375,379.383,387,391,395,399,403,407,415,419,423,427,431,433,435,437,439,441, 445,449,453 CHESTNUT RIDGE ROAD., 50, 123, 200 TICE BLVD.
129,136,143,160,172,188,216,281 BROADWAY. 42 KINDERKAMACK, 25 PROSPECT.
100, 155, 300, TICE BLVD., 477, 485, 585 CHESTNUT RIDGE.
3,21,80,82,84,86,88,90,92,94,98,104, 115,116,123,126 BROADWAY
210 BROADWAY, 430,555 CHESTNUT RIDGE ROAD 364 GLEN ROAD 290 WERIMUS ROAD
150,200,250,300,400,450,470,520,530,595 CHESTNUT RIDGE ROAD. 295 GLEN ROAD, 87, 100 OVERLOOK, 32,171,PASCACK ROAD, 45,209,223 WOODCLIFF AVENUE., 430,555 CHESTNUT RIDGE ROAD, 165 WERIMUS ROAD.
In October of 2001, the next phase of the Community Policing Sector project. An actual notebook binder was created including a list of each household the officer was to visit in his sector. A checklist type of document was utilized to list households visited, and those still pending. The lieutenant could, at a glance keep tract of each officer’s progress with “spot inspections” of the officer’s notebook. A notice of this program was announced to the residents in the town newsletter, copy attached, advising the residents that offices will be visiting their homes. Officers were given “business” cards with their names on it, as well as a letter from me, the Police Chief, explaining the program, see example attached.Each officer was then responsible for setting up his/her notebook. This consisted of an individual record sheet for each household. This sheet would include our present resident information card, as well as an alarm card if they had an alarm system. When the officer made contact with the homeowner while assigned canvassing duties, the officer would introduce himself and present the homeowner with his card and the police chief’s letter. Once the program was explained, the officer would, with the assistance of the homeowner, update the various information cards. Once completed, the officer would then indicate this on the “Daily Report”, attached, and in his/her notebook that the household was visited. The officer would then be required to complete a “monthly report” attached, indicating the number of home attempted, as well as completed. This report would be submitted to the lieutenant and complied. This information would be taken by the lieutenant, and transcribed to the monthly Community Policing Canvass report, listing the totals of both attempts and completions. Over the past several years two significant statistics have developed. Our rate of calls for suspicious vehicles, called in by our residents has increased. This in conjunction with the fact that where were no burglaries reported in that following year. We have also enhanced the program and have added the following tasks that are performed by our sector officers.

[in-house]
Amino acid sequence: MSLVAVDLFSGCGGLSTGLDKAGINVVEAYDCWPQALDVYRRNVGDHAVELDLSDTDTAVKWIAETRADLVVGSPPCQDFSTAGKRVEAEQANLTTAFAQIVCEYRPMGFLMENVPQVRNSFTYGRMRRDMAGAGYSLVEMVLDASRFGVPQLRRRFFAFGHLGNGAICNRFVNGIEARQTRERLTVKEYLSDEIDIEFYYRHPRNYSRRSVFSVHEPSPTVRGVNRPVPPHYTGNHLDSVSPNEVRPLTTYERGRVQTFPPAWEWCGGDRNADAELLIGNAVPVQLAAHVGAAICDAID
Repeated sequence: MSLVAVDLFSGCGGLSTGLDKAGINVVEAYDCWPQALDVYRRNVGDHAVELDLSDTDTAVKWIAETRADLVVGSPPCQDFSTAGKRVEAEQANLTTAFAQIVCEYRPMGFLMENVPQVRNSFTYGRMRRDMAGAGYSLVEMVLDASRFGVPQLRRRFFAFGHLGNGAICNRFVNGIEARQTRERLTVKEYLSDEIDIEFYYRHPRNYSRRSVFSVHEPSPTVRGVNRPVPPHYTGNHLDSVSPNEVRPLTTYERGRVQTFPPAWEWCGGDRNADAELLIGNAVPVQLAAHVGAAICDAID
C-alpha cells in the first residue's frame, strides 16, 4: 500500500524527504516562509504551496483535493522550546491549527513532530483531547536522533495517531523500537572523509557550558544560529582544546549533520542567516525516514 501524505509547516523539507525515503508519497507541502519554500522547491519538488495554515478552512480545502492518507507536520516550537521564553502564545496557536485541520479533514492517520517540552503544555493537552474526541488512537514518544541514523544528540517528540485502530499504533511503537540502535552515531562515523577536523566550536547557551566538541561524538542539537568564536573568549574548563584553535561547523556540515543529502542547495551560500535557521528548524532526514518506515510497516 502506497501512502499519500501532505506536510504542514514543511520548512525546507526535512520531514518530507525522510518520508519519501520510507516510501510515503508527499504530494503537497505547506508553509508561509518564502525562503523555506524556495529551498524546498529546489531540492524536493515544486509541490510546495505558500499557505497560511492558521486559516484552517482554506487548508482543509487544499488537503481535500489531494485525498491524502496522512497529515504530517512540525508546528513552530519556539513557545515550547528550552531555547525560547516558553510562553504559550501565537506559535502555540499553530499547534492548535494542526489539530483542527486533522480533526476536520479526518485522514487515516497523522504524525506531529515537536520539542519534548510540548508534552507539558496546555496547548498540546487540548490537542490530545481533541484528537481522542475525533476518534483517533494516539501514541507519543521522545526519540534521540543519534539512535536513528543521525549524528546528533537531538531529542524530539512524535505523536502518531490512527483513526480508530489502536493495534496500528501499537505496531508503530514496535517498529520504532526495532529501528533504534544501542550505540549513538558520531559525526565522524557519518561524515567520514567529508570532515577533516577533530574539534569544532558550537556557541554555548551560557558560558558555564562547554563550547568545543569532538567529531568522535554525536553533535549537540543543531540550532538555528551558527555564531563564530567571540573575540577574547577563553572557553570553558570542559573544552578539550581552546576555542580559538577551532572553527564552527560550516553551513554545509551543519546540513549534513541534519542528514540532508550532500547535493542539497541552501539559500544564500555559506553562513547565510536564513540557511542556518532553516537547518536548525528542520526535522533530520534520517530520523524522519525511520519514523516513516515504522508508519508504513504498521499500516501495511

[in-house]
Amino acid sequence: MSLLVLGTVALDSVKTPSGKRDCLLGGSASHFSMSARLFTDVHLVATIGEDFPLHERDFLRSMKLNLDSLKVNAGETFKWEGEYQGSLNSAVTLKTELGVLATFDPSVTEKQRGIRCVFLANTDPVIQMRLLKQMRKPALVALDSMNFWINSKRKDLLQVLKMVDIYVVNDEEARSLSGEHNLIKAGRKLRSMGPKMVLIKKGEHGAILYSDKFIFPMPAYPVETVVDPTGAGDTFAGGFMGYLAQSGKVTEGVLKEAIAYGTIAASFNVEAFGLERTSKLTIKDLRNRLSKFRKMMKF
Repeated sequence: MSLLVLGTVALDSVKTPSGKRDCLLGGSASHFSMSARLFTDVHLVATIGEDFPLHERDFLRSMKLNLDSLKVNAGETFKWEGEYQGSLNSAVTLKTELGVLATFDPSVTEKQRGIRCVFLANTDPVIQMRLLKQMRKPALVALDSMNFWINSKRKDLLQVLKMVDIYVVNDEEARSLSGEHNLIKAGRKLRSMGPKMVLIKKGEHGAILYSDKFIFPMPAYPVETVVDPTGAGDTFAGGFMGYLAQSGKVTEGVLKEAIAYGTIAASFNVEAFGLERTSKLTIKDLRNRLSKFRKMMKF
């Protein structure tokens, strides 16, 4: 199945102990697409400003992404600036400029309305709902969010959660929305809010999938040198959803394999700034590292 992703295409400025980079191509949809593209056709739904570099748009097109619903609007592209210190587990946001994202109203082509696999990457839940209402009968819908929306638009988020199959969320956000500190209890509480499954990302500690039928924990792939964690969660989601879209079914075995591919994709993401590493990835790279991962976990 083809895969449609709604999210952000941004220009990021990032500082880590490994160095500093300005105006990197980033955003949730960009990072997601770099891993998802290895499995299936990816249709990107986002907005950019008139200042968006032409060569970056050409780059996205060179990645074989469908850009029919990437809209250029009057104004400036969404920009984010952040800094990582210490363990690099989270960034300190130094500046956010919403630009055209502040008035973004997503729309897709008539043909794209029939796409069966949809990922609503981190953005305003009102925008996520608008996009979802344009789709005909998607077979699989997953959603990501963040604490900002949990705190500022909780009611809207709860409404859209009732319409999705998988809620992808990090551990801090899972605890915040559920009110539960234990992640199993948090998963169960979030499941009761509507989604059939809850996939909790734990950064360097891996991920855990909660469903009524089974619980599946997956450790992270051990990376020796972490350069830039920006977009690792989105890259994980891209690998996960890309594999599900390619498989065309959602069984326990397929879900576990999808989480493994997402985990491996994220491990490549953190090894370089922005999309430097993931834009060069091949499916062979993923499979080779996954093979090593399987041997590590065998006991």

The Community Policing Sector program has been established to focus our officers’ efforts in an efficient manor. Each officer has been given responsibility, accountability and ownership of his/her sector. They are tasked to first canvass their sector in order to introduce themselves to their assigned residents. They also complete tasks in their sectors that were once completed in a haphazard manner. They have also been given opportunities to work as a problem solver for any neighbor disputes, or for any specific problems such as parking, speeders, or traffic problems. Officers have the ability to request for their sectors traffic surveys, deployment of a speed sign warning speeders of their speed, and traffic enforcement. Officers are allowed to attend specific neighborhood meeting in already established organizations. Over the past year and a half, our officers have already intervened in neighbor disputes over vegetation at the homeowner’s property line, as well as attempting to communicate Borough Ordinance interpretation for parking complaints. Our officers have also acted in a pro-active manor by having completed surveys within their sectors and then advising home-owners’ that their homes are not well lit and may attract burglars. Our officers have also complied lists of vegetation view obstruction at various intersections within their sector. This information has been forwarded to our traffic bureau for further inspection and possible action.